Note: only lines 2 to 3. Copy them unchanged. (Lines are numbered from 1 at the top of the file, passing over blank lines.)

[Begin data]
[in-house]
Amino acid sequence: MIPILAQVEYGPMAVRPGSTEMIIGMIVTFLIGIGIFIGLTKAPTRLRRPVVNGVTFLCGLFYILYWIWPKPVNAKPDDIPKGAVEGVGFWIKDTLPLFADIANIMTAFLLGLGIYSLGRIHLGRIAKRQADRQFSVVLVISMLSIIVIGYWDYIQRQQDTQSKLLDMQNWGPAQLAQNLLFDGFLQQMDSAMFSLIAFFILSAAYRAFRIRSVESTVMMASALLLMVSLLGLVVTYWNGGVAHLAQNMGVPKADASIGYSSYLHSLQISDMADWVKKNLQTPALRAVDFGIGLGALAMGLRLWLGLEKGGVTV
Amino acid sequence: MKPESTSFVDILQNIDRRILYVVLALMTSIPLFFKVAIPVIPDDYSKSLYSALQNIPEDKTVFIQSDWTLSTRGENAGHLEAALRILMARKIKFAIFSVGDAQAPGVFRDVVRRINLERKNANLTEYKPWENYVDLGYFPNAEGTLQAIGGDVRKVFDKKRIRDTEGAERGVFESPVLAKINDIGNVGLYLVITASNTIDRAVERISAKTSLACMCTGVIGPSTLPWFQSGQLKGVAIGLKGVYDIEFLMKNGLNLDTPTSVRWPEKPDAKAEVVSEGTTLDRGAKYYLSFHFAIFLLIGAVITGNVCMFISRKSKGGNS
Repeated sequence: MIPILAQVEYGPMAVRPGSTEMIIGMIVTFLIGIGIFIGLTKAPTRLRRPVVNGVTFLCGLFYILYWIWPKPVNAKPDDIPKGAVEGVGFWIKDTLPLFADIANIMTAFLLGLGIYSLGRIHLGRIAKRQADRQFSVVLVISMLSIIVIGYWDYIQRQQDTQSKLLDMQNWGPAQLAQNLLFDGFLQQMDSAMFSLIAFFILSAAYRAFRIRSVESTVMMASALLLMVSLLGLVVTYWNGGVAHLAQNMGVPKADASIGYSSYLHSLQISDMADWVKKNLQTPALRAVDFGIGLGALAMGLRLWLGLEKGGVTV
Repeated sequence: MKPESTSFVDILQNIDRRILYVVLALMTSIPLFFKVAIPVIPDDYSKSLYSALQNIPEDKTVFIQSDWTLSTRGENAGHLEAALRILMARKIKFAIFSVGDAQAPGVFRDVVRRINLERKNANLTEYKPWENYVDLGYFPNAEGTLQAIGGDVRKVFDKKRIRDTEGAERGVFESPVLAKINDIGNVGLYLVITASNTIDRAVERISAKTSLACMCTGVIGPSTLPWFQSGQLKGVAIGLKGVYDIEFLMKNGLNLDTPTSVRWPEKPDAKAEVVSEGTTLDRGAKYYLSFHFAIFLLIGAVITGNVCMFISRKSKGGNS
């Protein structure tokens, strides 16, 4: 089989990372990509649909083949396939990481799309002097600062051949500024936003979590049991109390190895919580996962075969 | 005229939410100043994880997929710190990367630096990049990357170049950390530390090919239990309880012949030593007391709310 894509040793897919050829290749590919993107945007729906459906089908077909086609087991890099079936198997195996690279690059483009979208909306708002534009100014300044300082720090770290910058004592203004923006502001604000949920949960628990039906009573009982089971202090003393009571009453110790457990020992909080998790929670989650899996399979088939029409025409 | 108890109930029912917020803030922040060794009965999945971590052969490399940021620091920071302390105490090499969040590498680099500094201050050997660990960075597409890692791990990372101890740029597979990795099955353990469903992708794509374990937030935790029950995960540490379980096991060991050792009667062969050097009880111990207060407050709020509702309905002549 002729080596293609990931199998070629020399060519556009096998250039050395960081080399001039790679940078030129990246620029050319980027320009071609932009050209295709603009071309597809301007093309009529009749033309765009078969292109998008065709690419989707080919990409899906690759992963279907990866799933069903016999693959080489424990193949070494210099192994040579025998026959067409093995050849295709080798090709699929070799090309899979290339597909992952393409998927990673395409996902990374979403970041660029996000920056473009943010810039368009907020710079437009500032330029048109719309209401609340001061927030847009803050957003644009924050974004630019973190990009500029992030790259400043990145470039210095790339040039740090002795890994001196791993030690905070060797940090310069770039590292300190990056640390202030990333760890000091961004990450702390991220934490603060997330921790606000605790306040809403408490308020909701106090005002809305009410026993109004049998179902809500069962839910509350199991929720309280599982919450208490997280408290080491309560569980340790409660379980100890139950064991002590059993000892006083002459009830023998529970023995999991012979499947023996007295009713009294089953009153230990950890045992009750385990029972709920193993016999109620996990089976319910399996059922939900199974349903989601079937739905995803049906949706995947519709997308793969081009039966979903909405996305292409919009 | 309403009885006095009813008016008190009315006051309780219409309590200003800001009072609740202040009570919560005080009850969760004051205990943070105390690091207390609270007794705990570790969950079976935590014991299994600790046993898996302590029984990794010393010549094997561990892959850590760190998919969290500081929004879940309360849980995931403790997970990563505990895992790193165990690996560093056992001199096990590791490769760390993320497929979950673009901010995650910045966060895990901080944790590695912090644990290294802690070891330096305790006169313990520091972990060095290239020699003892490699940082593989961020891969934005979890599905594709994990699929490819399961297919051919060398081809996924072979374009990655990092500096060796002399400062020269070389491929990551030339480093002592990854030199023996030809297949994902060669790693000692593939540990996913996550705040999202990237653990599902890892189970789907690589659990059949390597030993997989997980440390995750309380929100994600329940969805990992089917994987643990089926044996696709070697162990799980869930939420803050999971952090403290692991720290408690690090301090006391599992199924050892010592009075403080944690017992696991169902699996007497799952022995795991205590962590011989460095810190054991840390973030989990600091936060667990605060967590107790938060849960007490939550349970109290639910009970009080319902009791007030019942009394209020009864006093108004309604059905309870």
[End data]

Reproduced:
Amino acid sequence: MIPILAQVEYGPMAVRPGSTEMIIGMIVTFLIGIGIFIGLTKAPTRLRRPVVNGVTFLCGLFYILYWIWPKPVNAKPDDIPKGAVEGVGFWIKDTLPLFADIANIMTAFLLGLGIYSLGRIHLGRIAKRQADRQFSVVLVISMLSIIVIGYWDYIQRQQDTQSKLLDMQNWGPAQLAQNLLFDGFLQQMDSAMFSLIAFFILSAAYRAFRIRSVESTVMMASALLLMVSLLGLVVTYWNGGVAHLAQNMGVPKADASIGYSSYLHSLQISDMADWVKKNLQTPALRAVDFGIGLGALAMGLRLWLGLEKGGVTV
Amino acid sequence: MKPESTSFVDILQNIDRRILYVVLALMTSIPLFFKVAIPVIPDDYSKSLYSALQNIPEDKTVFIQSDWTLSTRGENAGHLEAALRILMARKIKFAIFSVGDAQAPGVFRDVVRRINLERKNANLTEYKPWENYVDLGYFPNAEGTLQAIGGDVRKVFDKKRIRDTEGAERGVFESPVLAKINDIGNVGLYLVITASNTIDRAVERISAKTSLACMCTGVIGPSTLPWFQSGQLKGVAIGLKGVYDIEFLMKNGLNLDTPTSVRWPEKPDAKAEVVSEGTTLDRGAKYYLSFHFAIFLLIGAVITGNVCMFISRKSKGGNS